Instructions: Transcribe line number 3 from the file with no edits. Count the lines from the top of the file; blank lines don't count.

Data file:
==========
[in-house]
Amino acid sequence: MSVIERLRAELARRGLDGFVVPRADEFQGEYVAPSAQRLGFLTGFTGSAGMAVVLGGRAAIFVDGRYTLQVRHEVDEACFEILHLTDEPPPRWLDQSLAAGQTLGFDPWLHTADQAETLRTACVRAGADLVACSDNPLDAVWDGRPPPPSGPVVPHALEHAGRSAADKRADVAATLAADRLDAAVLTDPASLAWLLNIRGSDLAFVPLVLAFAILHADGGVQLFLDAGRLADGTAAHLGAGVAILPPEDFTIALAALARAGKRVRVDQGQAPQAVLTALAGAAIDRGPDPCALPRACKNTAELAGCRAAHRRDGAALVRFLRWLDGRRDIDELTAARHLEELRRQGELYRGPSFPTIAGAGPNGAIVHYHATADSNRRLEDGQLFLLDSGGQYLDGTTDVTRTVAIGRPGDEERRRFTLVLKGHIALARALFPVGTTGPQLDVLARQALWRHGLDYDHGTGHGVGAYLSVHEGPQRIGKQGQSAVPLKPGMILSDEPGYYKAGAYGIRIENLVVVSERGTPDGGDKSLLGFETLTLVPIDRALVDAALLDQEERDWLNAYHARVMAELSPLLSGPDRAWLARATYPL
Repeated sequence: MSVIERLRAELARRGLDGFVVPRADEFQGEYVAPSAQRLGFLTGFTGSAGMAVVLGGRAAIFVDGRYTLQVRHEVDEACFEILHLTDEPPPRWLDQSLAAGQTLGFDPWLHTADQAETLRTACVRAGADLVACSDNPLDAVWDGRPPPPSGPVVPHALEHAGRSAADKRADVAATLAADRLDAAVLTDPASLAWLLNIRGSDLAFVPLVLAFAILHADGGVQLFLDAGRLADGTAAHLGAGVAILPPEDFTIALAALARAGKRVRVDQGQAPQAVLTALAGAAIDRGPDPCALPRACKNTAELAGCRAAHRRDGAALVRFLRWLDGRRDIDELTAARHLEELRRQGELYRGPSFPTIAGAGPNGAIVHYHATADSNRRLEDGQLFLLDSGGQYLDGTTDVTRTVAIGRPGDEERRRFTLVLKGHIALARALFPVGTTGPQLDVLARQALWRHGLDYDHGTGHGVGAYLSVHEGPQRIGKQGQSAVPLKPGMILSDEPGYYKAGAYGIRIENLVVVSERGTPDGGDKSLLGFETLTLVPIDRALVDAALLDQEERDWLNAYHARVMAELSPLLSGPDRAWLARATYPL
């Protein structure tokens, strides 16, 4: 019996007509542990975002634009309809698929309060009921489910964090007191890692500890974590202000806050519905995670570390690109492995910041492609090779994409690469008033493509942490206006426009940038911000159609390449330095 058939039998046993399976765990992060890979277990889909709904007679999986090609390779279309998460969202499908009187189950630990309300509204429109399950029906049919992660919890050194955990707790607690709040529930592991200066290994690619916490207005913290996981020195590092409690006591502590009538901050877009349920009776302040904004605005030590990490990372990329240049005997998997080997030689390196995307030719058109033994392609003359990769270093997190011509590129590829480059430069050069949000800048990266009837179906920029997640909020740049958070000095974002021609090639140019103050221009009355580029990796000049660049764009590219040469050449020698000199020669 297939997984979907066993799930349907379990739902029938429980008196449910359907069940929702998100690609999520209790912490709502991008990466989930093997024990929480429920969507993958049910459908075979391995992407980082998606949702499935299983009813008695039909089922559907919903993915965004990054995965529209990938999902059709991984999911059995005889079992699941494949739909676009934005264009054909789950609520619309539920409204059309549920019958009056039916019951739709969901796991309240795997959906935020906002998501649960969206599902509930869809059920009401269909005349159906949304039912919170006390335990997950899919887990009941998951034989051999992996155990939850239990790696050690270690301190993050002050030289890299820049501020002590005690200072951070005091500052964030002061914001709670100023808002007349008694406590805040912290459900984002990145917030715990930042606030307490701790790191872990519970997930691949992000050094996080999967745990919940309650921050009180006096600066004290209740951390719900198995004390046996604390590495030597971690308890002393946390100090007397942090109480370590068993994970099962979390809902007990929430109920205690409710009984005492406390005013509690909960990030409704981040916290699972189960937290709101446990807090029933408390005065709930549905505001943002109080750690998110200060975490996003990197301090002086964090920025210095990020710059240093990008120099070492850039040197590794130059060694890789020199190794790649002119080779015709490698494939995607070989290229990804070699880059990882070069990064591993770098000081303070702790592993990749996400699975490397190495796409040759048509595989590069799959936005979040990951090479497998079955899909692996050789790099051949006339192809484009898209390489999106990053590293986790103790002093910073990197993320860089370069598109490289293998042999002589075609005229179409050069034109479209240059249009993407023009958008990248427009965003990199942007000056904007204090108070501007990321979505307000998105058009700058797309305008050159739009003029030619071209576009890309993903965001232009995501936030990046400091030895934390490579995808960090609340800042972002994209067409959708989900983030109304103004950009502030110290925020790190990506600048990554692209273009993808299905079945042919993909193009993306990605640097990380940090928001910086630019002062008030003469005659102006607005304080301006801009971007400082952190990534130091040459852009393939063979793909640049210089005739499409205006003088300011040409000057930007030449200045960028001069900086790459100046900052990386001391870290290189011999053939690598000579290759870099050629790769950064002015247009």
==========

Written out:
Repeated sequence: MSVIERLRAELARRGLDGFVVPRADEFQGEYVAPSAQRLGFLTGFTGSAGMAVVLGGRAAIFVDGRYTLQVRHEVDEACFEILHLTDEPPPRWLDQSLAAGQTLGFDPWLHTADQAETLRTACVRAGADLVACSDNPLDAVWDGRPPPPSGPVVPHALEHAGRSAADKRADVAATLAADRLDAAVLTDPASLAWLLNIRGSDLAFVPLVLAFAILHADGGVQLFLDAGRLADGTAAHLGAGVAILPPEDFTIALAALARAGKRVRVDQGQAPQAVLTALAGAAIDRGPDPCALPRACKNTAELAGCRAAHRRDGAALVRFLRWLDGRRDIDELTAARHLEELRRQGELYRGPSFPTIAGAGPNGAIVHYHATADSNRRLEDGQLFLLDSGGQYLDGTTDVTRTVAIGRPGDEERRRFTLVLKGHIALARALFPVGTTGPQLDVLARQALWRHGLDYDHGTGHGVGAYLSVHEGPQRIGKQGQSAVPLKPGMILSDEPGYYKAGAYGIRIENLVVVSERGTPDGGDKSLLGFETLTLVPIDRALVDAALLDQEERDWLNAYHARVMAELSPLLSGPDRAWLARATYPL